HUNTINGTON BEACH, Calif. (AP) — Some residents, business owners and environmentalists questioned whether authorities reacted quickly enough to contain one of the largest oil spills in recent California history, caused by a suspected leak in an underwater pipeline that fouled the sands of famed Huntington Beach and could keep the beaches there closed for weeks or longer.
Booms were deployed on the ocean surface Sunday to try to contain the oil while divers sought to determine where and why the leak occurred. On land, there was a race to find animals harmed by the oil and to keep the spill from harming any more sensitive marshland.
People who live and work in the area said they noticed an oil sheen and a heavy petroleum smell Friday evening.
But it wasn't until Saturday afternoon that the Coast Guard said an oil slick had been spotted and a unified command established to respond. And it took until Saturday night for the company that operates the pipeline believed responsible for the leak to shut down operations.
Rick Torgerson, owner of Blue Star Yacht Charter said on Friday evening "people were emailing, and the neighbors were asking, 'do you smell that?'" By Saturday morning boats were returning to the marina with their hulls covered in oil, he said.
Taliban-style security welcomed by some, feared by others
KABUL, Afghanistan (AP) — It wasn't 7 a.m. yet and already the line outside the police station's gates was long, with men bringing their complaints and demands for justice to Afghanistan's new Taliban rulers.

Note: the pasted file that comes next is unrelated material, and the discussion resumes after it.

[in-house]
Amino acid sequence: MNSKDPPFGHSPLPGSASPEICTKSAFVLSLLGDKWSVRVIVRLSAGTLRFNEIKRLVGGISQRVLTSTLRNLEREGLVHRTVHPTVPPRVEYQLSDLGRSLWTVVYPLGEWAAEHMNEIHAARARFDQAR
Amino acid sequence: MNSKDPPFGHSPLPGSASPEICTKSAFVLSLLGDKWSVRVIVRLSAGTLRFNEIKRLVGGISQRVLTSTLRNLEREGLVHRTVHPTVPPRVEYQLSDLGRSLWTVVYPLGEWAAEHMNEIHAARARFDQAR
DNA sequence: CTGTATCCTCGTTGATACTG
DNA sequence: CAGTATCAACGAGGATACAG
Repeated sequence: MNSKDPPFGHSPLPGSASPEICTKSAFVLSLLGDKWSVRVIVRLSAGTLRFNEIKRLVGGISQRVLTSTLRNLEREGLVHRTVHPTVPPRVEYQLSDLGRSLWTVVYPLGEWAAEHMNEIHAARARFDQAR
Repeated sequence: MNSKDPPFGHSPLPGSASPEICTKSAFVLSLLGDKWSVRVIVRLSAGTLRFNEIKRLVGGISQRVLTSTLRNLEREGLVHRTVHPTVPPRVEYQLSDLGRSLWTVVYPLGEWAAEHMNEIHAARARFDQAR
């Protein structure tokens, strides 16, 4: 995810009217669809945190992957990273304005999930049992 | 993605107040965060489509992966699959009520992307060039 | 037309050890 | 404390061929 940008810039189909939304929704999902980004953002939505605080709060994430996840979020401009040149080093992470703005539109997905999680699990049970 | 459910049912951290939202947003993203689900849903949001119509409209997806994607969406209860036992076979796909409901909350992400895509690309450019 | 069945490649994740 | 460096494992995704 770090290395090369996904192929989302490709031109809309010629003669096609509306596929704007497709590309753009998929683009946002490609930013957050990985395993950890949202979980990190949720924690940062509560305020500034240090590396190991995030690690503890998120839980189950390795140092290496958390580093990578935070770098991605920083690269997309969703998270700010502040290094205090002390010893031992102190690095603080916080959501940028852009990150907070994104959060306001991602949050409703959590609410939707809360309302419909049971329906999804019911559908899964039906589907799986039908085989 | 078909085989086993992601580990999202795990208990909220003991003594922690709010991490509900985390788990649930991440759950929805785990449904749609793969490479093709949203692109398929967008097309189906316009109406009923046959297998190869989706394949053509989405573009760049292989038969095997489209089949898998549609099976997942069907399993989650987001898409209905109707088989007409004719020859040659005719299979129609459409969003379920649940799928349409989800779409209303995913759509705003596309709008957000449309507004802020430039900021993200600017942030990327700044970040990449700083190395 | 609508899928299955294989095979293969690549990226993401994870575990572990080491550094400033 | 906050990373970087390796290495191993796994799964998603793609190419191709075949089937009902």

Something new they immediately found: The Taliban fighters who are now the policemen don't demand bribes like police officers did under the U.S-backed government of the past 20 years.
"Before, everyone was stealing our money," said Hajj Ahmad Khan, who was among those in line at the Kabul District 8 police station on a recent day. "Everywhere in our villages and in government offices, everyone had their hands out," he said.
Many Afghans fear the harsh ways of the Taliban, their hard-line ideology or their severe restrictions of women's freedoms. But the movement does bring a reputation for not being corrupt, a stark contrast to the government it ousted, which was notoriously rife with bribery, embezzlement and graft.
Even residents who shudder at the potential return of punishments - such as chopping off the hands of thieves - say some security has returned to Kabul since the Taliban swept in on Aug. 15. Under the previous government, gangs of thieves had driven most people off the streets by dark. Several roads between cities are again open and have even been given the green light for travel by some international aid organizations.
Can Democrats hold together? Biden's agenda depends on it
WASHINGTON (AP) — It's one of House Speaker Nancy Pelosi's favorite sayings, a guidepost for Democrats in trying times: "Our diversity is our strength. Our unity is our power."
But as Democrats try to usher President Joe Biden's expansive federal government overhaul into law, it's the party's diversity of progressive and conservative views that's pulling them apart.